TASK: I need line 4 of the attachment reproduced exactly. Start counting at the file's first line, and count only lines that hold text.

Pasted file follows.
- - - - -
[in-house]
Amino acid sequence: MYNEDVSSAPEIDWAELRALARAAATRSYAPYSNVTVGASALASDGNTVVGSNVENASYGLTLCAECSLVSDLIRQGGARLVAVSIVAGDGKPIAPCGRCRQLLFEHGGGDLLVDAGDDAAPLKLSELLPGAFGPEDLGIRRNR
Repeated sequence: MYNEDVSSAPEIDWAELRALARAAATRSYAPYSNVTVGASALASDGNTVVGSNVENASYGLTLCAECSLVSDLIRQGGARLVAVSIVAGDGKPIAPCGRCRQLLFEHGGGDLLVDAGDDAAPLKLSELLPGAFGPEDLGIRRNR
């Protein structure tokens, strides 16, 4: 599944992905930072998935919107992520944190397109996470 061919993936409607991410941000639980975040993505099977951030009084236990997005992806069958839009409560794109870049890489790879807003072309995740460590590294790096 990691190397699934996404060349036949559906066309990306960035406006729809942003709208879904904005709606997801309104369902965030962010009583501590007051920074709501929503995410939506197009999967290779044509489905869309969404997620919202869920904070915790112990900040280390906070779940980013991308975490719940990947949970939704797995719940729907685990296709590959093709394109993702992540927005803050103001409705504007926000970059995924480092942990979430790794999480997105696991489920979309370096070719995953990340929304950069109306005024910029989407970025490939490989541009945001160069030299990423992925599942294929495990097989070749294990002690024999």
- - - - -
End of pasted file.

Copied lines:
């Protein structure tokens, strides 16, 4: 599944992905930072998935919107992520944190397109996470 061919993936409607991410941000639980975040993505099977951030009084236990997005992806069958839009409560794109870049890489790879807003072309995740460590590294790096 990691190397699934996404060349036949559906066309990306960035406006729809942003709208879904904005709606997801309104369902965030962010009583501590007051920074709501929503995410939506197009999967290779044509489905869309969404997620919202869920904070915790112990900040280390906070779940980013991308975490719940990947949970939704797995719940729907685990296709590959093709394109993702992540927005803050103001409705504007926000970059995924480092942990979430790794999480997105696991489920979309370096070719995953990340929304950069109306005024910029989407970025490939490989541009945001160069030299990423992925599942294929495990097989070749294990002690024999």